Do you think you can help me figure this one out?
I have always been fascinated by what drives people, what motivates them. I want answers. I want to know why people do what they do.
I want to know why some people are still eating crap on the regular.
So, it’s 2015. Considering the age that we live in, it’s hard to plead ignorance when defending our unhealthy eating habits. Information is readily at our fingertips. On top of that, many of us read the read the health labels on our food, read the news reports, and watch the documentaries on how food affects our bodies.
There have been a few arguments put forward regarding the explanation behind a consistently junky diet.
The first one that comes to mind is that healthy eating is more expensive. Is this true? Yes. But to put this into context, we need to ask how much more expensive it really is. This report indicates that eating healthy isn’t too much more expensive; in fact it only costs an extra $1.50 per day. And I’m a big believer that if you plan your meals right and keep your eyes open for deals, that its really pretty much on par.
The second argument used quite frequently is convenience. But this isn’t the 90’s anymore! Most convenient food vendors and fast food joints offer healthier options, you just have to know what they are (skip the ceaser salad by the way, you might as well get the burger). I enjoyed this article on Buzz Feed because it breaks down healthier options at some of the most popular fast food restaurants.
So what is it really? My intuition tells me that the answer is something much deeper. Because we know that pizza offers little nutritional value. You know what pizza is great for? Filling a void. A hunger void. And sometimes an emotional one. But a void none-the-less. Yet it remains a staple in the diets of most North Americans.
Eating healthy is medicine. It fuels the body properly and reduces the chance of illness. A healthy diet means you will ingest the nutrients required to keep you operating at your best. And if that isn’t enough, eating healthy is also a preventative measure against:
- Heart Disease
- Cognitive Impairment
So despite knowing the power of a healthy diet, we still choose to deny it for ourselves. We still incorporate a large amount of junk and fast food into our diets. I want to know why.
I’m not posing this question because I’m a saint and therefore couldn’t possibly understand the “other side”. Quite the contrary. I want to know the answer because I have been there; I do go there. Don’t we all?
So to understand the answer to my own question, I’ve tried to dig into my own reasons for falling off the wagon and having a bad week nutritionally. And I think I’ve found the culprit: apathy. I’m indifferent to eating one bad meal because in my mind, it doesn’t matter. It’s just once.
The problem here is that the issue seems to snowball. We don’t realize how much junk we are eating weekly. We live in a fast-paced society in which our attention is so constantly divided that my only concern is making it hour to hour. So when I’m ‘splurging’ on a sugary latte and a muffin at starbucks to make it through a whirlwind of an afternoon, the last thing on my mind is the A&W Teenburger I had yesterday.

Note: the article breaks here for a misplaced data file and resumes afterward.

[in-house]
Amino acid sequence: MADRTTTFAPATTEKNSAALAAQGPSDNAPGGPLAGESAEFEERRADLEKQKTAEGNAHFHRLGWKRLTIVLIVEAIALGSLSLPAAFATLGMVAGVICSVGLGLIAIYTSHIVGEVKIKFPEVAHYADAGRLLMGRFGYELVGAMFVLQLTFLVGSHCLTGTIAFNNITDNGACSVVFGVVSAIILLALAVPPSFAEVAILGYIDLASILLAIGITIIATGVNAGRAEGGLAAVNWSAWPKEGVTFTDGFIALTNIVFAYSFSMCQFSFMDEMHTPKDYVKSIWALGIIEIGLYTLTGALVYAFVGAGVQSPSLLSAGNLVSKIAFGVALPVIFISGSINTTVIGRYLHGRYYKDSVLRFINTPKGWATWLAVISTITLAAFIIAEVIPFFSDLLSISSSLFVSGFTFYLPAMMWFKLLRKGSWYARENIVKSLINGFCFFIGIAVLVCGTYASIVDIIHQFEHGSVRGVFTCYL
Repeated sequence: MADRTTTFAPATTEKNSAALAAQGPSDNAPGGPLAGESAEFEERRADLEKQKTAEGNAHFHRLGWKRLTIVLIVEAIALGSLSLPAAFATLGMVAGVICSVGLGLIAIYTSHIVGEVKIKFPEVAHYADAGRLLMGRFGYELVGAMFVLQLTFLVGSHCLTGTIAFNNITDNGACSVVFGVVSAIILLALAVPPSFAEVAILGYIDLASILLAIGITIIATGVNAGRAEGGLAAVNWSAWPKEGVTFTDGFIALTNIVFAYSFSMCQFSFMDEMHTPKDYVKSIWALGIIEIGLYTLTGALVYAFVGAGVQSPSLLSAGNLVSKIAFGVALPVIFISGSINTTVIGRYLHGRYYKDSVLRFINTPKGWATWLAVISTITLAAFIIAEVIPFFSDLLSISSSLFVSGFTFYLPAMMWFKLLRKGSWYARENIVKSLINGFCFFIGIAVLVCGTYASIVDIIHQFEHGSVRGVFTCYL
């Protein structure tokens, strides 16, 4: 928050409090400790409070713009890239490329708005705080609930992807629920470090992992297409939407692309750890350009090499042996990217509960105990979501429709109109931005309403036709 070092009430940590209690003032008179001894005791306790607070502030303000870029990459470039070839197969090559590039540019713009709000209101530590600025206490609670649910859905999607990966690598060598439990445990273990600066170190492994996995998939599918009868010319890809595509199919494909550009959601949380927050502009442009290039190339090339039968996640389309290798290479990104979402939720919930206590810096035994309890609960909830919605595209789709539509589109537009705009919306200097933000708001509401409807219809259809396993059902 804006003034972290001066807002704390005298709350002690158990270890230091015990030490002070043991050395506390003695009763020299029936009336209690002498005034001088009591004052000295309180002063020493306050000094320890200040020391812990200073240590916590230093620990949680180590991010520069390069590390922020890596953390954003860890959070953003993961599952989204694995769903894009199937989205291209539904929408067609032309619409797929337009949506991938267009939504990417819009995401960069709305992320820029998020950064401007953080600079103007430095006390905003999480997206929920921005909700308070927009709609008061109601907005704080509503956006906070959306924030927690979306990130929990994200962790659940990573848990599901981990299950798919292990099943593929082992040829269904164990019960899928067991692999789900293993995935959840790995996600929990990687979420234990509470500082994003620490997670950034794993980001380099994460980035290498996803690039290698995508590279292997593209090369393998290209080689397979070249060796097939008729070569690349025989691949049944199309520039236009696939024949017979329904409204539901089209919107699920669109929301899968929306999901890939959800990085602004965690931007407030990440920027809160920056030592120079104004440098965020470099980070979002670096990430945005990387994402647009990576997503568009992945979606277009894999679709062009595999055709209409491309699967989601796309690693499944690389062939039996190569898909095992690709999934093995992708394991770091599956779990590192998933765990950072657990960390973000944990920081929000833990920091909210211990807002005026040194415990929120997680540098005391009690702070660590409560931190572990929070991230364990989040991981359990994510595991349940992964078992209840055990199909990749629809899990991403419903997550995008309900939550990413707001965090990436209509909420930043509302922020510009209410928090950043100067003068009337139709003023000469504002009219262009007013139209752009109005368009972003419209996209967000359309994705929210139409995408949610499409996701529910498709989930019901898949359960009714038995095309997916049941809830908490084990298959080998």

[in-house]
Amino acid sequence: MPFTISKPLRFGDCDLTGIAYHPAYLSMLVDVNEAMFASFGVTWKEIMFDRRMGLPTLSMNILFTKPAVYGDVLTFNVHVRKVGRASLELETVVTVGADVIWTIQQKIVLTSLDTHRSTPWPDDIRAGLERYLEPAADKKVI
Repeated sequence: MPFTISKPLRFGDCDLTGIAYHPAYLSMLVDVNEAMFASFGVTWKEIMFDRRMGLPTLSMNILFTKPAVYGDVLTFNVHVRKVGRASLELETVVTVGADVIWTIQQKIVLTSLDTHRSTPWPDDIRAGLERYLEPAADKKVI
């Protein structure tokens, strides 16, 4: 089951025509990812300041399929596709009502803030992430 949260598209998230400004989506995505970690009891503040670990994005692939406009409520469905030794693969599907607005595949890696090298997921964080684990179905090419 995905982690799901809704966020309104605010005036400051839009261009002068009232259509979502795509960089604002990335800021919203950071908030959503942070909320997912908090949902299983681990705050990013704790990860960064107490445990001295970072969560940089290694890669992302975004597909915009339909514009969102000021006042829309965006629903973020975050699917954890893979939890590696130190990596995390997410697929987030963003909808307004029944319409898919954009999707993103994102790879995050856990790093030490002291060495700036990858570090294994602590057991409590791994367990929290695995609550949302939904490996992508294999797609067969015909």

It’s part of our culture. Being busy is a status symbol. So we bombard ourselves with immense amounts of work, socializing, and other hobbies and functions. We take little time to stop. When we do stop, our attention is taken over by social media. We’re not living slow. We’re not thinking anymore. We’re not conscious enough. And therefore we’re not facing reality.
We are, in fact, so busy that we’ve almost lost touch with the reality of our diets; we’re not seeing how bad our eating habits really are. We’re in denial of our current situation.
So here’s what I think:
apathy (for current bad choice) + denial (of previous bad choices) = continual justification for unhealthy eating choices.
It’s just a theory. In truth, I believe that the reasons behind it really come down to the individual person, with varying degrees of different factors at play.
But I think that this equation would pretty much nail it for me.
What do you guys think? What causes you to fall off the wagon?
5 responses to “Is food apathy effecting the way we eat?”
awesome article! well done! http://www.latifaxlola.wordpress.com
So many reasons why I’m not consistent with the healthy eating. Here we go:
1. I don’t always prioritize sleep, and that messed up the Leptin and Grelin hormones which control hunger and satiation. I always eat sweets in the afternoon when I didn’t sleep well.
2. I work in an environment that has so many unhealthy foods ( drug store) , plus my family has no interest in eating healthy…so we still have trigger foods at home too. Sometimes I can resist them. Journaling my food helps. –If you bite it, you write it.
3. Special trigger foods are near impossible for me to resist. Apple fritters were brought home by a family member. Yep, I ate some of that. It evoked a happy memory of days long passed. But it wasn’t as good! Not enough apples!
I think reviewing my health goals daily helps somewhat to resist these things.
I definitely agree with this whole article. My biggest reason for eating junk is also the biggest contradiction: insecurity. If I go out with people and order a salad while everyone else is eating pizza and wings I feel like they’re looking at me with pity and thinking “oh poor little fat girl… she’s always trying to lose weight”
It’s completely ridiculous. But to avoid it, I order a bacon cheeseburger and regret it later. Viscous cycle.
My own reasons for eating junk food at times is convenience and social. I say convenience because sometimes its quicker to grab something and go versus having to come home an cook. I say social because sometimes I assimilate to whatever others around me it. Its my own choice, not blaming anyone. Also sometimes I am just not in for anything healthy. Love the article.